Politics

Education
11:50 am
Fri April 12, 2013

Lawmaker Warns Parent Trigger Bill Confuses Empowerment With Involvement

Sen. Bill Montford wants to see more parents involved in their children's schools. He says the parent trigger bill isn't needed because they are already empowered.
Credit billmontford.com

Sen. Bill Montford, a Democrat from North Florida, doesn't like the Parent Empowerment in Education bill. It's much better known as the parent trigger bill.

“We know overall that the majority of students that are successful have parents that are involved,” Montford said. “It's critical to have parent support and involvement in the schools.”

Montford is CEO of the Florida Association of District School Superintendents.

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Internet Sales Tax
11:31 am
Fri April 12, 2013

Why Revenue Neutrality Is Key To Enacting An Internet Sales Tax In Florida

BUT WAIT! You may have to pay Florida sales tax on this on-line item if a bill makes it through the legislature.
Credit Rick Stone

Online shoppers in Florida may have to budget an extra 6 or 7 percent for their Web purchases if State Sen. Nancy Detert's sales tax bill (SB 316) makes it through the Legislature this year.

But they may get some of that back. She's making the legislation politically palatable by ensuring most of the revenue is returned in the form of tax breaks.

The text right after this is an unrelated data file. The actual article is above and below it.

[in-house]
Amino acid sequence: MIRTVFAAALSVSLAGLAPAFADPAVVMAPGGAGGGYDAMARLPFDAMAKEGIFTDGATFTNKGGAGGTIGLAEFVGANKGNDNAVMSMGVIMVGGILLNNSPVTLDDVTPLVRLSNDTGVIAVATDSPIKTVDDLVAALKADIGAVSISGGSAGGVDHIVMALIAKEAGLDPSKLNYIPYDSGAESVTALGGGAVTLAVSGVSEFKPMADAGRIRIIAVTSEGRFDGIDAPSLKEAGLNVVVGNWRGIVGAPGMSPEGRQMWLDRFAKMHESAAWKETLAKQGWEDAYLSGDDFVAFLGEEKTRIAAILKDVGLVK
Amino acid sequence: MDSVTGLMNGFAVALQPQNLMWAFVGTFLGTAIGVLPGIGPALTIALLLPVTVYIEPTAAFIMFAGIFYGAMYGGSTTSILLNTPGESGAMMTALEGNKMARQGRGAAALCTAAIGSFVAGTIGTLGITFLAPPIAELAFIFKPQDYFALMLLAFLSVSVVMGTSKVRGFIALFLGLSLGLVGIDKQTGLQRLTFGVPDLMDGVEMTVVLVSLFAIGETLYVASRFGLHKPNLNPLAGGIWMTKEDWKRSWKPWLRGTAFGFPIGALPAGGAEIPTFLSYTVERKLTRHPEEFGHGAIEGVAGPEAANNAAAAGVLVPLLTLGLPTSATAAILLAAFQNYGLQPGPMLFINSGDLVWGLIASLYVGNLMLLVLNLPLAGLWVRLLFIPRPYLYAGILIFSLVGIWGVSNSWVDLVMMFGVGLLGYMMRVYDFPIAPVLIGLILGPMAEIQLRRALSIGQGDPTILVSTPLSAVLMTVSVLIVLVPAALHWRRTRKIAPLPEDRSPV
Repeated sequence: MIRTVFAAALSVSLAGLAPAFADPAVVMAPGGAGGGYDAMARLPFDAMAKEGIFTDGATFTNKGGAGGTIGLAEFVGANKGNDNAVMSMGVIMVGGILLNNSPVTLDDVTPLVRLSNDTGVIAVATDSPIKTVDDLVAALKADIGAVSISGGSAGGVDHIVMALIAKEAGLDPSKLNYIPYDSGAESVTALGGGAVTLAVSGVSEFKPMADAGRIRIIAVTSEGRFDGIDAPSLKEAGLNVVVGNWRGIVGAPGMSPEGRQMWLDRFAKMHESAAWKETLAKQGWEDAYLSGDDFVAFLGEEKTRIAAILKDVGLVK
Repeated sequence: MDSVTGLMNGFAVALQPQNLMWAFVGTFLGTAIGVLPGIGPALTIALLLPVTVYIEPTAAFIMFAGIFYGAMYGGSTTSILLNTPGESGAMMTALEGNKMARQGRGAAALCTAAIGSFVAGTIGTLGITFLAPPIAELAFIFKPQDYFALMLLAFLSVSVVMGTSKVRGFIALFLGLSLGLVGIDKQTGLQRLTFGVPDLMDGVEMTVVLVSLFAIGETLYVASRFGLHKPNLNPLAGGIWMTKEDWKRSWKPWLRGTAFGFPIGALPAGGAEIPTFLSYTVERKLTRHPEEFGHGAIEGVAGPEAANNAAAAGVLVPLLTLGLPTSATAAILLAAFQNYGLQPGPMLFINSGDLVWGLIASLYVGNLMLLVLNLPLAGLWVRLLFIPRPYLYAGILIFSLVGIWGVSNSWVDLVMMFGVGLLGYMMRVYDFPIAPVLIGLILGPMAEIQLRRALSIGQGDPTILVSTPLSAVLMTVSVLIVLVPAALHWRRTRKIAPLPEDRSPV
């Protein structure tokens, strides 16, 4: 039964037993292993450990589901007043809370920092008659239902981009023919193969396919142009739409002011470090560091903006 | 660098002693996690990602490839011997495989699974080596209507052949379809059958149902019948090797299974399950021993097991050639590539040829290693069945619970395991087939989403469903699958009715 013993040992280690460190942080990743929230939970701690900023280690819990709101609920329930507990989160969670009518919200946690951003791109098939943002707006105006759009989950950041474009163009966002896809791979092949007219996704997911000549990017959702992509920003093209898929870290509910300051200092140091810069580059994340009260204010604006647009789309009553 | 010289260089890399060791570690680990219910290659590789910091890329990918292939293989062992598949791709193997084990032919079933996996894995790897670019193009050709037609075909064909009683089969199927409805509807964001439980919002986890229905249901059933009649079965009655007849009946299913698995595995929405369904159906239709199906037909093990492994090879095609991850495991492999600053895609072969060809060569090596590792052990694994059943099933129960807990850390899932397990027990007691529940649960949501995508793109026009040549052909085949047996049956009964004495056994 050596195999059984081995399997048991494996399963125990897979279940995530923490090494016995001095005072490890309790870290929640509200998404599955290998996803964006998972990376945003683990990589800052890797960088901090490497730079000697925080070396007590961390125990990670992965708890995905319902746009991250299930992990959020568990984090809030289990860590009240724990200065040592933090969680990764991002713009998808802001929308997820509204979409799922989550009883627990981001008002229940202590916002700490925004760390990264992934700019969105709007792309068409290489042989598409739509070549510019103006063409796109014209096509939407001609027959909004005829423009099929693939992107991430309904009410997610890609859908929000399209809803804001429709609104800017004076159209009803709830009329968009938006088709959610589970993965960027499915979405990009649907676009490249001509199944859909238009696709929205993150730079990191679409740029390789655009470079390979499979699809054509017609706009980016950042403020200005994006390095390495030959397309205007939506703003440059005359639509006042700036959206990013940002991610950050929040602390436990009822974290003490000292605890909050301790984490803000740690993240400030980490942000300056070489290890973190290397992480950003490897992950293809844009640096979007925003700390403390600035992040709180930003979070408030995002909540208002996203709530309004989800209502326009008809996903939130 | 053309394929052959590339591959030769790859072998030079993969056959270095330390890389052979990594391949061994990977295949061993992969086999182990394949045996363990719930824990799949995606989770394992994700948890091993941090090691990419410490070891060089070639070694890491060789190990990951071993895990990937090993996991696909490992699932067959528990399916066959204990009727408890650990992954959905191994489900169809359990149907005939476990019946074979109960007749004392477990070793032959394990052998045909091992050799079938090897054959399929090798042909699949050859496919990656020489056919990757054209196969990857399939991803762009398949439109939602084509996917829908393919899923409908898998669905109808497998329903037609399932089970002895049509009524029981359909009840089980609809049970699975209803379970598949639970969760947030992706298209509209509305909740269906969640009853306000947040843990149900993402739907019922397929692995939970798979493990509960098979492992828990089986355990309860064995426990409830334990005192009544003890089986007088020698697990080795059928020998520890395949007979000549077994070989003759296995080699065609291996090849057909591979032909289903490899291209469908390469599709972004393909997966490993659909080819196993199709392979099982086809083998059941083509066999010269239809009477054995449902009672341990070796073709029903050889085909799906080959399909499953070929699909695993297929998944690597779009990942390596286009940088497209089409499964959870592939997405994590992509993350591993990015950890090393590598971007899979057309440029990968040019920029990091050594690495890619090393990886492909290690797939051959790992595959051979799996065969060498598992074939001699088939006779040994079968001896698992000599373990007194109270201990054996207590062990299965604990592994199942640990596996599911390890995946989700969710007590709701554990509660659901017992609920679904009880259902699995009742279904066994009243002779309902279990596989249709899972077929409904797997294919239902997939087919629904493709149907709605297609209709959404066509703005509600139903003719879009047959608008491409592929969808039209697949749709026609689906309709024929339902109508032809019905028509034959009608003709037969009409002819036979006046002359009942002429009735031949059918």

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Venezuelan Election
6:35 pm
Thu April 11, 2013

Oil, Chavez And Telenovelas: The Rise Of The Venezuelan Novel

Venezuelan author Romulo Gallegos (1884-1969), circa 1950.
Edwin Karmiol Getty Images

Originally published on Fri April 12, 2013 10:55 am

Marcela Valdes is the books editor of The Washington Examiner and a specialist in Latin American literature and culture.

For more than 40 years, the most important book prize in South America has been bankrolled by the region's most famous petro-nation: Venezuela. Yet Venezuelan novelists themselves rank among the least read and translated writers in the entire continent. Over and over again as I worked on this article, I stumped editors and translators with a simple question: Who are Venezuela's best novelists?

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Florida Constitution
2:28 pm
Thu April 11, 2013

Law Of The Land In Florida Is A Source Of Irritation For Asians

CONSTITUTIONAL RACISM: Asians have been angered and insulted for decades by the Alien Land Law in the Florida constitution. But they have still acquired land.

Here's a question we received from one of several hundred South Florida residents who attended a recent WLRN/Miami Herald Town Hall that was held just prior to the current legislative session.

This one comes from friend-of-WLRN Piyush Agrawal, a scholar, educator, businessman and philanthropist who lives in Weston: